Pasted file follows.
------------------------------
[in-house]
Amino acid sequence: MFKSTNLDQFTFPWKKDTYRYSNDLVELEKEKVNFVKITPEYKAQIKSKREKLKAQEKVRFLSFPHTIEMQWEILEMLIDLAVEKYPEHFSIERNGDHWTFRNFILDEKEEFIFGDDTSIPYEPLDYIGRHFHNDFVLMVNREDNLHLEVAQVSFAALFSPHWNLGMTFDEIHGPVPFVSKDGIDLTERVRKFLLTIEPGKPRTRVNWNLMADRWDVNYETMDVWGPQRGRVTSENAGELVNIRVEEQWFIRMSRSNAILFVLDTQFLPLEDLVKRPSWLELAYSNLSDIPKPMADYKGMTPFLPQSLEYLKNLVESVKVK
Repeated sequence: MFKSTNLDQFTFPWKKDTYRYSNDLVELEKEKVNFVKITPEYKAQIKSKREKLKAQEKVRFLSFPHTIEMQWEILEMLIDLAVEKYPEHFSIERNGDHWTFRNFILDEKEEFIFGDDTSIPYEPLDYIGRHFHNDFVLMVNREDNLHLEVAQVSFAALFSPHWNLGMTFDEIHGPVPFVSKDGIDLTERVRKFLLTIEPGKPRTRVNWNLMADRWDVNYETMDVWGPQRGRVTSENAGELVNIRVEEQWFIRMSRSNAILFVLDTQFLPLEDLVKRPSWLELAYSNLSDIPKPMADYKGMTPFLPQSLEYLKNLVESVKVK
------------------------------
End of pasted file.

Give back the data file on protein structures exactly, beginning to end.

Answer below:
[in-house]
Amino acid sequence: MFKSTNLDQFTFPWKKDTYRYSNDLVELEKEKVNFVKITPEYKAQIKSKREKLKAQEKVRFLSFPHTIEMQWEILEMLIDLAVEKYPEHFSIERNGDHWTFRNFILDEKEEFIFGDDTSIPYEPLDYIGRHFHNDFVLMVNREDNLHLEVAQVSFAALFSPHWNLGMTFDEIHGPVPFVSKDGIDLTERVRKFLLTIEPGKPRTRVNWNLMADRWDVNYETMDVWGPQRGRVTSENAGELVNIRVEEQWFIRMSRSNAILFVLDTQFLPLEDLVKRPSWLELAYSNLSDIPKPMADYKGMTPFLPQSLEYLKNLVESVKVK
Repeated sequence: MFKSTNLDQFTFPWKKDTYRYSNDLVELEKEKVNFVKITPEYKAQIKSKREKLKAQEKVRFLSFPHTIEMQWEILEMLIDLAVEKYPEHFSIERNGDHWTFRNFILDEKEEFIFGDDTSIPYEPLDYIGRHFHNDFVLMVNREDNLHLEVAQVSFAALFSPHWNLGMTFDEIHGPVPFVSKDGIDLTERVRKFLLTIEPGKPRTRVNWNLMADRWDVNYETMDVWGPQRGRVTSENAGELVNIRVEEQWFIRMSRSNAILFVLDTQFLPLEDLVKRPSWLELAYSNLSDIPKPMADYKGMTPFLPQSLEYLKNLVESVKVK